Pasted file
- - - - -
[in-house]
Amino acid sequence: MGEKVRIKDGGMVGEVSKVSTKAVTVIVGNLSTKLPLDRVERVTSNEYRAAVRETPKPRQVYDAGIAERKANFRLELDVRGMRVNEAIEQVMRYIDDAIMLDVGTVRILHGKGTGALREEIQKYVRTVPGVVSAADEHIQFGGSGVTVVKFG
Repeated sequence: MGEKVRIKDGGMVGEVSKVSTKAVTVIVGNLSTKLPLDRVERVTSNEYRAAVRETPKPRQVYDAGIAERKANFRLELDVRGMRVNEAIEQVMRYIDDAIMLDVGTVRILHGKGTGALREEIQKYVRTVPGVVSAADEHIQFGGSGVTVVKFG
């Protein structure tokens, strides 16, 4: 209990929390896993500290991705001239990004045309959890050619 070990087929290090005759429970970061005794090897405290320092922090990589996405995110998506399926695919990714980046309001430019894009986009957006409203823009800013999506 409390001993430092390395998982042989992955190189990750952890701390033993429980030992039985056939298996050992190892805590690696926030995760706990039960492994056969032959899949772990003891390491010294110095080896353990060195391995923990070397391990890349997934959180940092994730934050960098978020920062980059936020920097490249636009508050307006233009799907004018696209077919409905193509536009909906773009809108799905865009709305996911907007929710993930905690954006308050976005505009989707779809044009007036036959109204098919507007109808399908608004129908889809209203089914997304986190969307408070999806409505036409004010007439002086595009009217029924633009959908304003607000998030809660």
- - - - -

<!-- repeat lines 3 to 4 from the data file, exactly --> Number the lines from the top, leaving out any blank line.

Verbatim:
Repeated sequence: MGEKVRIKDGGMVGEVSKVSTKAVTVIVGNLSTKLPLDRVERVTSNEYRAAVRETPKPRQVYDAGIAERKANFRLELDVRGMRVNEAIEQVMRYIDDAIMLDVGTVRILHGKGTGALREEIQKYVRTVPGVVSAADEHIQFGGSGVTVVKFG
């Protein structure tokens, strides 16, 4: 209990929390896993500290991705001239990004045309959890050619 070990087929290090005759429970970061005794090897405290320092922090990589996405995110998506399926695919990714980046309001430019894009986009957006409203823009800013999506 409390001993430092390395998982042989992955190189990750952890701390033993429980030992039985056939298996050992190892805590690696926030995760706990039960492994056969032959899949772990003891390491010294110095080896353990060195391995923990070397391990890349997934959180940092994730934050960098978020920062980059936020920097490249636009508050307006233009799907004018696209077919409905193509536009909906773009809108799905865009709305996911907007929710993930905690954006308050976005505009989707779809044009007036036959109204098919507007109808399908608004129908889809209203089914997304986190969307408070999806409505036409004010007439002086595009009217029924633009959908304003607000998030809660």